Monday, October 24, 2016

One Fish Two Fish Red Fish Blue Fish by Dr Seuss

(Graded Reader)

In one sense, this book is not a graded reader because it's not designed for ESL students.
It is however, a graded reader for native speaker children who are first learning to read.

It makes the transition over to ESL relatively well.  In fact, the only complaint I had from my students was that it was "too easy".  And in my opinion, being "too easy" is never a problem.
The only drawback to this book from an ESL standpoint is that Dr Seuss occasionally used some low frequency vocabulary or expressions in order to satisfy his rhythm and rhyme scheme .
For example, the sentence: "I do not like this bed at all.  A lot of things have come to call" --This sentence confused my students, so I had to explain that "call" means "visit" in this case.  But we got through everything.

The biggest difficulty I found in using this book was the lack of a coherent narrative.  There wasn't really one story in this book, there were 24 separate short stories inside.

I decided it was best to break this book into small parts, so we did each story separately.  It did mean, however, that this book just went on forever and forever.
Since I only met my students twice a week, it took us 4 months to work through this whole book.  By the end of it, they were sick of the book, and were ready to move onto a new story.
In that respect, maybe this book wasn't an ideal book to read through.  Or at least not to read through exhaustively like I did.


I only vaguely remembered this book from childhood.  I don't know if anyone else out there has had the experience of reading this book recently but...Wow, is this book weird.
And I mean that in a good way.  It's wonderfully, delightfully, bizarrely weird.  What a strange wonderful imagination Dr Seuss had.

And to think that this book came out in 1960!
The whole thing reads like it's some drug-fueled hippy fever dream, but it came out back when Eisenhower was still president.
And not only that, but it became an instant classic back in its day.
It's yet another reminder that the 1950s and early 60s weren't quite as boring as we picture them.   There was some really creative stuff going on, and Dr Seuss is one great example.


So, while I was in the process of teaching this book to my students, published an article about this book.

Since this book was on my mind, the article immediately attracted my attention.

The Most Racist Thing You Read As A Kid (Was By Dr. Seuss)

If you go over and read the article, the author is arguing that the stories in One Fish Two Fish Red Fish Blue Fish are really allegories about keeping the colored people in their place.

The article is really terrible, but I regret to say that my initial reaction was to fall for the bait.  I not only read it, I thought it was interesting enough to tweet it.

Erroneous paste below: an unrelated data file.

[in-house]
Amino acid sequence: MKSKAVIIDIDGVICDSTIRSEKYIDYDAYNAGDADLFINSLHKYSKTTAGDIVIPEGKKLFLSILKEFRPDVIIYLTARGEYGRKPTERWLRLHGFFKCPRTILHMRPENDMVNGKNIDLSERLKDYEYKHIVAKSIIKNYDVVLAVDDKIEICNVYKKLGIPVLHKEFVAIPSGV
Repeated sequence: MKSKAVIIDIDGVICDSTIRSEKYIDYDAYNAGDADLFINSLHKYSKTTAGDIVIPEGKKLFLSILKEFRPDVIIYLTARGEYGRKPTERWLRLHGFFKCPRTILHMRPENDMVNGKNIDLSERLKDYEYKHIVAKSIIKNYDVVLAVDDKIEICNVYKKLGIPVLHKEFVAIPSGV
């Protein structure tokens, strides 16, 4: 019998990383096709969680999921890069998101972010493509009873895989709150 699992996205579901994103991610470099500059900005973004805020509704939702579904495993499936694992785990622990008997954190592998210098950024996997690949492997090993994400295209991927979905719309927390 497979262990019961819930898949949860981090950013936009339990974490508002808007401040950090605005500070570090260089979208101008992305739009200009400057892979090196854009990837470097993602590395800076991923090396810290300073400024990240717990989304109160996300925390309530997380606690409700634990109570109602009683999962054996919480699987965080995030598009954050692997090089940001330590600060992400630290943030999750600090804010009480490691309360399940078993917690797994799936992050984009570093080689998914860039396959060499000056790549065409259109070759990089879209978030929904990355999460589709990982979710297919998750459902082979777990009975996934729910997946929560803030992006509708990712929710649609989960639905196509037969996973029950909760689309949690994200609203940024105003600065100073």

(Actually if you follow my twitter account, you know I tweet a lot of junk, so this isn't so unusual.  If something is even mildly interesting to me, I re-tweet it.)

After re-reading the article again, I decided to throw in a caveat.

But after having thought about the whole thing for a while, I've decided that this whole article is awful, and I'm ashamed to have tweeted it.

The whole article is shamelessly trying to force a racist interpretation into a book where none exist.  All for the sake of creating a cheap click-bait article.

Well...fine.  I hope everyone got paid well for their time.  I was an idiot for falling for it.  But I guess it's otherwise a victimless crime.

EXCEPT...that it needlessly drags Dr Seuss's reputation through the mud.  And the poor guy isn't around to defend himself.
And worse yet, Dr Seuss was a huge supporter of the civil rights movement back in his day--See here and here.  (Yes, some of Dr Seuss's anti-Japanese cartoons during World War 2 were unfortunate, but he had atoned for that by the time 1960 came along.)

And yet, for the sake of some clicks, the folks at decided to invent that the myth this man was a racist.  Shame.

For a long time now, has been one of my favorite websites.  But their desperation for new content is beginning to show.


One Fish Two Fish Red Fish Blue Fish is available on here.

In my class, when we had finally finished the whole book, I played this video for them to review the whole thing.

Here are some supplementary teaching materials I made when teaching this book in my classes.  These materials don't really work too well independently of the actual book, so you'll need to get a copy of the book to use these.

PowerPoint: 1. (slides, pub) 2. (slides, pub) 3. (slides, pub) 4. (slides, pub) 5. (slides, pub) 6. (slides, pub) 7. (slides, pub) 8. (slides, pub) 9. (slides, pub)  10. (slides, pub)  11. (slides, pub)  12. (slides, pub)  13. (slides, pub)  14. (slides, pub)  15. (slides, pub)  16. (slides, pub)  17. (slides, pub)  18. (slides, pub)  19. (slides, pub)  20. (slides, pub)  21. (slides, pub)  22. (slides, pub)  23. (slides, pub)  24. (slides, pub)

Worksheet: 1. (drive, docs, pub) 2. (drive, docs, pub) 3. (drivedocspub) 4. (drivedocspub) 5. (drivedocspub) 6. (drivedocspub)  7. (drivedocspub) 8. (drivedocspub) 9. (drivedocspub) 10. (drivedocspub) 11. (docs, pub) 12. (docs, pub) 13. (docs, pub) 14. (docs, pub) 15. (docs, pub) 16. (docs, pub) 17. (docs, pub) 18. (docs, pub) 19. (docs, pub) 20. (docs, pub) 21. (docs, pub) 22. (docs, pub) 23. (docs, pub) 24. (docs, pub)

Link of the Day
Noam Chomsky: The Essentials

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